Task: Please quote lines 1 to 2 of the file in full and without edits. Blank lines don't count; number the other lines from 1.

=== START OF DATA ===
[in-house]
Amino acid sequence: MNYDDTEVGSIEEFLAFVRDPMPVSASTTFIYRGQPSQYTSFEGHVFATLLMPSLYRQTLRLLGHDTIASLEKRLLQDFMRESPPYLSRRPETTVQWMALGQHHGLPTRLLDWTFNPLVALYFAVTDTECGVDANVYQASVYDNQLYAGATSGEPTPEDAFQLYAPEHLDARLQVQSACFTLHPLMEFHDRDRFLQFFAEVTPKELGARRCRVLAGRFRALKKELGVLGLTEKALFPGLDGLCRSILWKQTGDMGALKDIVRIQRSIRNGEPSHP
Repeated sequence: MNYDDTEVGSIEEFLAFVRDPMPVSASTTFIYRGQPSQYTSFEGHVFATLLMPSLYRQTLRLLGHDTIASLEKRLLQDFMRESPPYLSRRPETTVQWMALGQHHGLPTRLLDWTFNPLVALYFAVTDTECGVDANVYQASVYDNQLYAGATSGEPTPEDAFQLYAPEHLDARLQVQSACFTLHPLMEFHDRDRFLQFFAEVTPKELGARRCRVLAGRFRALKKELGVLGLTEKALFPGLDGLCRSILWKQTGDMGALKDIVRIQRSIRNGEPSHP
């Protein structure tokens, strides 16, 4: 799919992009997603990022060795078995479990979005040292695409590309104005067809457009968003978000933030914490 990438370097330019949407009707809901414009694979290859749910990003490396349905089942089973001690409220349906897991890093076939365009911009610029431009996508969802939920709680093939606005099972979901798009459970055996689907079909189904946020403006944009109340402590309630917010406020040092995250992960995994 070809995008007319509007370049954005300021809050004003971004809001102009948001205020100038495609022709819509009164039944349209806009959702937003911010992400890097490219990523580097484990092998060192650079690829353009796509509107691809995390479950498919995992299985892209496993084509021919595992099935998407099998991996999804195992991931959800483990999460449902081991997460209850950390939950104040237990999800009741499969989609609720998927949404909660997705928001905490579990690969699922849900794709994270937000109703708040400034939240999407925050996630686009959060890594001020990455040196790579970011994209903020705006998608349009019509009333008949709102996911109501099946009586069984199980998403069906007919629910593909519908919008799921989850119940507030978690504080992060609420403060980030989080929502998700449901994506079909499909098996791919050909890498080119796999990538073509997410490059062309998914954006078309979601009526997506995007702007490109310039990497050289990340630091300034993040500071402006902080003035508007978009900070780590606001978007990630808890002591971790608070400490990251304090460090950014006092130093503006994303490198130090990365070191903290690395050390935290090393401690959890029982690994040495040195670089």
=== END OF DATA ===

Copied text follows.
[in-house]
Amino acid sequence: MNYDDTEVGSIEEFLAFVRDPMPVSASTTFIYRGQPSQYTSFEGHVFATLLMPSLYRQTLRLLGHDTIASLEKRLLQDFMRESPPYLSRRPETTVQWMALGQHHGLPTRLLDWTFNPLVALYFAVTDTECGVDANVYQASVYDNQLYAGATSGEPTPEDAFQLYAPEHLDARLQVQSACFTLHPLMEFHDRDRFLQFFAEVTPKELGARRCRVLAGRFRALKKELGVLGLTEKALFPGLDGLCRSILWKQTGDMGALKDIVRIQRSIRNGEPSHP